GOP lawmaker suggests duel with female senators

Rep. Blake FarentholdRandolph (Blake) Blake FarentholdThe biggest political upsets of the decade Members spar over sexual harassment training deadline Female Dems see double standard in Klobuchar accusations MORE (R-Texas) suggested in a recent interview that he'd like to duel with female senators he blames for the Senate's failure to repeal and replace ObamaCare.

Farenthold told a radio station in Corpus Christi, Texas, on Friday that “some female senators from the Northeast” are responsible for the Senate’s failure to pass a bill, The Associated Press reported Monday.

“If it was a guy from south Texas, I might ask him to step outside and settle this Aaron Burr-style,” Farenthold added.

Vice President Aaron Burr shot and killed Alexander Hamilton, the United States' first Treasury secretary and a signatory of the Constitution, in a duel in 1804.


It's not clear who Farenthold was referring to. He said it was “absolutely repugnant” that the Senate hasn’t passed a bill to repeal ObamaCare. The House passed its version of a healthcare reform bill in May.

Sen. Susan CollinsSusan Margaret CollinsReal relief from high gas prices The Hill's 12:30 Report: Biden to announce increased measures for omicron Collins says she supports legislation putting Roe v. Wade protections into law MORE (R-Maine) has been a major opponent of her party’s drafts of legislation dismantling ObamaCare. Sens. Shelley Moore CapitoShelley Wellons Moore CapitoGOP ramps up attacks on SALT deduction provision Republicans struggle to save funding for Trump's border wall White House looks to rein in gas prices ahead of busy travel season MORE (R-W.Va.) and Lisa MurkowskiLisa Ann MurkowskiCongress should reject H.R. 1619's dangerous anywhere, any place casino precedent Democratic frustration growing over stagnating voting rights bills Graham emerges as go-to ally for Biden's judicial picks MORE (R-Alaska) have also opposed the measure.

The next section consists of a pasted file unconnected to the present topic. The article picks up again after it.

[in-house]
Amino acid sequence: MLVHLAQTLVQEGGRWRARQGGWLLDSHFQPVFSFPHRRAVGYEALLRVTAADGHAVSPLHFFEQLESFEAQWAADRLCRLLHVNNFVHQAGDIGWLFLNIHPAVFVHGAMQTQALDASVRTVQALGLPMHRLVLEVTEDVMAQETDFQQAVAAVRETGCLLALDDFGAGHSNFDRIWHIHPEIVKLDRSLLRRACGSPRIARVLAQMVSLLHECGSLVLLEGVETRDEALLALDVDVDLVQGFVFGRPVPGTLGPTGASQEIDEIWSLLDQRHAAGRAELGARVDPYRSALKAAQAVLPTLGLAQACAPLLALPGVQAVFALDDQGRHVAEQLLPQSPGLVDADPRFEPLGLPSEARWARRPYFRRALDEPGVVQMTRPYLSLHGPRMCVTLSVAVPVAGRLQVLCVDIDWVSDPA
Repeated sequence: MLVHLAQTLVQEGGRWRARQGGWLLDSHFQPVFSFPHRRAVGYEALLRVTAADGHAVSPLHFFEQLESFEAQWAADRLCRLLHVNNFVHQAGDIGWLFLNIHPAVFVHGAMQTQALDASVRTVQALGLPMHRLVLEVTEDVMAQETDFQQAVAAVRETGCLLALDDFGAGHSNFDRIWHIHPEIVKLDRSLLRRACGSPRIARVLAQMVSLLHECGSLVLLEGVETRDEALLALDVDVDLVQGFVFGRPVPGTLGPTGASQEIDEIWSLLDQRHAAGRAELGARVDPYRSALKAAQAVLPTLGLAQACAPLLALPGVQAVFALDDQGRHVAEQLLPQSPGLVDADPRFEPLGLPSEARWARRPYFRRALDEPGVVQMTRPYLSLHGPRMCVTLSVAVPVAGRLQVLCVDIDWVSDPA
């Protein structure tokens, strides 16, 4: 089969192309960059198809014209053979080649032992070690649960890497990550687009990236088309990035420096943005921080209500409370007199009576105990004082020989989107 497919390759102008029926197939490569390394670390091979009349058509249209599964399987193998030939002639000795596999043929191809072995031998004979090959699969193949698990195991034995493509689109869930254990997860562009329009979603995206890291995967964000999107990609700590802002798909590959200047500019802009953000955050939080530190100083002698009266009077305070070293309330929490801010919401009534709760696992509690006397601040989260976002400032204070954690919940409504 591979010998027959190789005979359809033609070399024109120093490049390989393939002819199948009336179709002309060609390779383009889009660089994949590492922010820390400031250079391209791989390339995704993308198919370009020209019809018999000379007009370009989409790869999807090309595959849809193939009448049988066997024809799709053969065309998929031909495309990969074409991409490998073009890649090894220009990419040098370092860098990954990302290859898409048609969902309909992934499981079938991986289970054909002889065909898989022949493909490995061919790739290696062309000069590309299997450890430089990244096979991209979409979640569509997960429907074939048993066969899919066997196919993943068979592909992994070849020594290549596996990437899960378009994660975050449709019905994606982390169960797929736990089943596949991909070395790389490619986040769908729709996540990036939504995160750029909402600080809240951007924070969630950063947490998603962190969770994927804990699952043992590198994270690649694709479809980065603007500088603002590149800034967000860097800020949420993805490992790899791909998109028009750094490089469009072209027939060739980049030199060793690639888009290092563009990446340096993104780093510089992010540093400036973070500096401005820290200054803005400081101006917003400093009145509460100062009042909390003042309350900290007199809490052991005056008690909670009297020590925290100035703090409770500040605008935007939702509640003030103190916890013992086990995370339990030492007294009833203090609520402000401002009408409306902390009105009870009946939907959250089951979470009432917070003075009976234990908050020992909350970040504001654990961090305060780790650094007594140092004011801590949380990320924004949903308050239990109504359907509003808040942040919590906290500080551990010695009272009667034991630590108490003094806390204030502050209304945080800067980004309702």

The Senate is scheduled to vote on a motion to proceed on a version of a bill to repeal ObamaCare this week, but it’s unclear what piece of legislation senators will actually move to. They could begin considering a straight repeal of ObamaCare or repeal-and-replace legislation.

It's also possible their effort will die with the initial procedural motion, which may not have the 50 votes necessary to advance.